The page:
Q. Are people paying to park? If so, can they do so with their fare card, for example, swipe contactless?
A. Gerry Tumbali: In Chicago, people do pay to park, as Jennifer mentioned. It's $1.00 per parking space. It's basically cash fare.
A. Mike Kinney: In Montgomery County, most of the Metro station lots they do pay to park. It's a little more expensive—I believe it's $4.00 a day. I believe at all the stations now you have to use a SmartTrip card—swipe it to pay. It used to be you could pay with cash, but I don't believe you can do that anymore. I'm sorry, I just realized I should have elaborated a little. I mentioned in my presentation that there were several classes of spaces. The regular non-reserved spaces are $4.00 a day. They can also purchase a monthly pass for reserved spaces, which you have to have a display tag to park in. Those are reserved until 10:00 a.m., so people can reserve a space and hope that they get one when they get there. Regular commuters can't park in those spaces. I don't know an exact cost of that, but it's relatively expensive compared to the $4.00 a day, and they're still responsible for the $4.00 a day parking fee in addition to their pass.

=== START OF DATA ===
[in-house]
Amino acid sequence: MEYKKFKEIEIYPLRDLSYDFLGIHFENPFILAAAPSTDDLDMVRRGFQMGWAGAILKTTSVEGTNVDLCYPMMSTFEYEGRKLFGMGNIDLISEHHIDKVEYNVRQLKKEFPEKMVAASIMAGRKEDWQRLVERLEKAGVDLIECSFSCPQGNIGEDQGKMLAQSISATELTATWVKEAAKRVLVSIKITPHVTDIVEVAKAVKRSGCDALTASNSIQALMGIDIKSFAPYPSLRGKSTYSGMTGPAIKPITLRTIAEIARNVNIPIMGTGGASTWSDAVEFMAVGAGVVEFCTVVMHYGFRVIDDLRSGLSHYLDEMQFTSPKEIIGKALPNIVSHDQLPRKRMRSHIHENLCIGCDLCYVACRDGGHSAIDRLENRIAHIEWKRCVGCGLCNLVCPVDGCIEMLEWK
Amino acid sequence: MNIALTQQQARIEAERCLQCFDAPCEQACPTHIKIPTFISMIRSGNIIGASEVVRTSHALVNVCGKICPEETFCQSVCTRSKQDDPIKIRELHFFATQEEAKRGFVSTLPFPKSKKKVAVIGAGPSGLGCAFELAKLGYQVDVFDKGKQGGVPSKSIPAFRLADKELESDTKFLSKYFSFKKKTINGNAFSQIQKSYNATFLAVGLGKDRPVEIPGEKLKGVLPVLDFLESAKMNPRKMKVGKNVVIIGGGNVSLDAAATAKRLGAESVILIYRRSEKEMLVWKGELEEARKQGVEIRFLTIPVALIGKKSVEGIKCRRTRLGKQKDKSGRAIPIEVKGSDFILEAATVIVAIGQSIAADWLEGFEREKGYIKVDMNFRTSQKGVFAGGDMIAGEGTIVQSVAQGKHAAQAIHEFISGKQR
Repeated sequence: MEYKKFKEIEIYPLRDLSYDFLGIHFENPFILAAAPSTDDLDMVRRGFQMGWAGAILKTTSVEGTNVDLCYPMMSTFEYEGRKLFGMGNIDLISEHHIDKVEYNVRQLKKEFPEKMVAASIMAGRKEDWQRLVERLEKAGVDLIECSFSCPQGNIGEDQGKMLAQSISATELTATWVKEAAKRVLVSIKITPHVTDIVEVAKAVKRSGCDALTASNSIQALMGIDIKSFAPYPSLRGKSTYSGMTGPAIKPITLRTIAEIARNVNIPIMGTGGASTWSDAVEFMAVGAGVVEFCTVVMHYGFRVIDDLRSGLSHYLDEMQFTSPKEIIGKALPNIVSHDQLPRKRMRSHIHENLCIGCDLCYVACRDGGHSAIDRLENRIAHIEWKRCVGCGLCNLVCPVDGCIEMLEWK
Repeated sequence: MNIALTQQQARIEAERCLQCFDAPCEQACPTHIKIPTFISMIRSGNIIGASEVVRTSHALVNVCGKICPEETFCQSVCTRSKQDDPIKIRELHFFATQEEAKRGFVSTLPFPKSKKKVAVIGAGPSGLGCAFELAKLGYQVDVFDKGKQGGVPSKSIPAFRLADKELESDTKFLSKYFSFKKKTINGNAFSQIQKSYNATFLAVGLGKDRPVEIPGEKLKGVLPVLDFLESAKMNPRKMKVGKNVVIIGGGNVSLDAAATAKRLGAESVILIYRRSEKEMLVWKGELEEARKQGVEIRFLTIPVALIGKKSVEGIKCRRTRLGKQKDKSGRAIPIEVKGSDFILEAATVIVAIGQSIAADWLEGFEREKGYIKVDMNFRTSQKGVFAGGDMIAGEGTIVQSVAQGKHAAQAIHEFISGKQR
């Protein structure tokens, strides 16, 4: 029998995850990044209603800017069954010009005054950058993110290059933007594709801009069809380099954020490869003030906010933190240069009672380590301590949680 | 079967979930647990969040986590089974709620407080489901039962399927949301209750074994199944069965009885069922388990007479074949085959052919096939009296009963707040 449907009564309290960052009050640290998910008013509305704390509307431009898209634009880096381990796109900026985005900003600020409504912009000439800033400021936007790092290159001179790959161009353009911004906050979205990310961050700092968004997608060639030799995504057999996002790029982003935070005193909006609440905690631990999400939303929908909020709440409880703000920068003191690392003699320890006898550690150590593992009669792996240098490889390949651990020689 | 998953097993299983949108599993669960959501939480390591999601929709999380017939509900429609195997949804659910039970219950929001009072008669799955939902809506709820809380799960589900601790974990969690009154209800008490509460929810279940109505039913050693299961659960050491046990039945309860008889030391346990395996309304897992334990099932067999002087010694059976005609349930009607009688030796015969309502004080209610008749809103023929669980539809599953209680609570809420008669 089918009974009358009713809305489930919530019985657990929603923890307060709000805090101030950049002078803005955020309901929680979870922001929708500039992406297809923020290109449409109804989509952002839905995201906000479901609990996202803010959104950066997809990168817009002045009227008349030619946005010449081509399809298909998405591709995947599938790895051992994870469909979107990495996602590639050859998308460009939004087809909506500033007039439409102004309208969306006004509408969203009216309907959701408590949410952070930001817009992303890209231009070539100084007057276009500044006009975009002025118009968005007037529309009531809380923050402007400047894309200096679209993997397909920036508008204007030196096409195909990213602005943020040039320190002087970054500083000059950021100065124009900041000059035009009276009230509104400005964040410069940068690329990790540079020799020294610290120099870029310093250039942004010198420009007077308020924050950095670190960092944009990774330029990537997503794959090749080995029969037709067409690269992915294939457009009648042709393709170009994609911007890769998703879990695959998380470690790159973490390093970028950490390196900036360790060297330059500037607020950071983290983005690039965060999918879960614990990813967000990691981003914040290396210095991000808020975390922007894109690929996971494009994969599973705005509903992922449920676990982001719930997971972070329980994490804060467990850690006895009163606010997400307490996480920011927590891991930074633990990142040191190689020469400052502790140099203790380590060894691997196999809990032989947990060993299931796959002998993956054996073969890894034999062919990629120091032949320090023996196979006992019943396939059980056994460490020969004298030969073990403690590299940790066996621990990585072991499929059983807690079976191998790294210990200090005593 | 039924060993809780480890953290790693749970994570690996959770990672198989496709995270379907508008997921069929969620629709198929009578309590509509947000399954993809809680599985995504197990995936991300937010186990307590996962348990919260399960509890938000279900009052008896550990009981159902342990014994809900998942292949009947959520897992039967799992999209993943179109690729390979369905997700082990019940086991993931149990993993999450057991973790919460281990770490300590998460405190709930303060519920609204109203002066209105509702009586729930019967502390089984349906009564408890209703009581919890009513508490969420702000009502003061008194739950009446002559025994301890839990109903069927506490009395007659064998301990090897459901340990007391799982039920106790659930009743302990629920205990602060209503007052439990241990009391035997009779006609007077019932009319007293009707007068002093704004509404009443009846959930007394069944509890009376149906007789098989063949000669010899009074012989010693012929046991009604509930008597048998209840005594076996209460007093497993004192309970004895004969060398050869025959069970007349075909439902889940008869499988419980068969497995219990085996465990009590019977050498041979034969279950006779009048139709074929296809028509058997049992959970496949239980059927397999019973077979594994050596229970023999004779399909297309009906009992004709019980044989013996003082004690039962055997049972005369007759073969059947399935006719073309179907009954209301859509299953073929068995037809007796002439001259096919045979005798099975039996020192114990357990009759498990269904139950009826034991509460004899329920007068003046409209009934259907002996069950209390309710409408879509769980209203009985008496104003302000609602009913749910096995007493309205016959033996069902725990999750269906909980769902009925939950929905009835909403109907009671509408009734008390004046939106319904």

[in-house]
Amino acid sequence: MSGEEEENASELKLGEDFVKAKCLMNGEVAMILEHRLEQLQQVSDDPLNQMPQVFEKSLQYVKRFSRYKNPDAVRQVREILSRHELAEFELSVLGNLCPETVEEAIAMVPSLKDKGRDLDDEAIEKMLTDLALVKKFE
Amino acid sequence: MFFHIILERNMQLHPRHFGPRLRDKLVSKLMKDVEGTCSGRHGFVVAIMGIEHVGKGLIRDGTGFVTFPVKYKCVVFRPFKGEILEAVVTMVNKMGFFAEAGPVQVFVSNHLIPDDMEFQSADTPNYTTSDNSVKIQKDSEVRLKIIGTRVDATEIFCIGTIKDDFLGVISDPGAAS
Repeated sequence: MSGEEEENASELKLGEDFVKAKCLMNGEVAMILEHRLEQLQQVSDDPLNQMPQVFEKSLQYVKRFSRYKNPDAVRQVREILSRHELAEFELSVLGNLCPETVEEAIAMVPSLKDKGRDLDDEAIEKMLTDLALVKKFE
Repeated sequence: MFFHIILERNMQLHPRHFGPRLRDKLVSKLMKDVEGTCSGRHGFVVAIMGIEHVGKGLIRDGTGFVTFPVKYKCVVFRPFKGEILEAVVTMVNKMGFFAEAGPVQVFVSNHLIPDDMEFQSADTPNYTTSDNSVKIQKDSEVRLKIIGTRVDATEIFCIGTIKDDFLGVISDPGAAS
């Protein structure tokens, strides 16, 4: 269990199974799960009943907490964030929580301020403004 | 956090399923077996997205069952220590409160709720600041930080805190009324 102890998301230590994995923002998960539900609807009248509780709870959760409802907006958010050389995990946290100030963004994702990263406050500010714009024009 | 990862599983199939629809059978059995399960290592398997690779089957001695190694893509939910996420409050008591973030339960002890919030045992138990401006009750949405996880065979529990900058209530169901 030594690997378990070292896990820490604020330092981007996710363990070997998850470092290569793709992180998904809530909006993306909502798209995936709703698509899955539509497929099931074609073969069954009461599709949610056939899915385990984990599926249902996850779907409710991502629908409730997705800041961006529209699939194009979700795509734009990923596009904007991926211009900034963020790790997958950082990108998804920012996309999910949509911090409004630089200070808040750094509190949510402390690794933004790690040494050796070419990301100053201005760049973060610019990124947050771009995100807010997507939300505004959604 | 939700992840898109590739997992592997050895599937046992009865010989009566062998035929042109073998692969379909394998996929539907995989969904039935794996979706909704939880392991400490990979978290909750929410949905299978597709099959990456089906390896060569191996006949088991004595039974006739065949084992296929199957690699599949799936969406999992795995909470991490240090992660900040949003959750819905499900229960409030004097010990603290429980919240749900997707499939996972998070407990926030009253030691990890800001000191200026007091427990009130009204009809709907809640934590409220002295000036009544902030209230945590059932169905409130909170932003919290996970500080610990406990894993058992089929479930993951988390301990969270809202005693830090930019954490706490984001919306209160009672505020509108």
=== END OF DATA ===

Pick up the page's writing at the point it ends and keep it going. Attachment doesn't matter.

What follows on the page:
Q. Will either Montgomery County or Chicago use text message alerts for parking information?
A. Gerry Tumbali: In Chicago we do want to incorporate the information within our trip planning and also within our alert services in our upcoming website. Because the parking management right now is currently a demo project, we're not incorporating that at this time.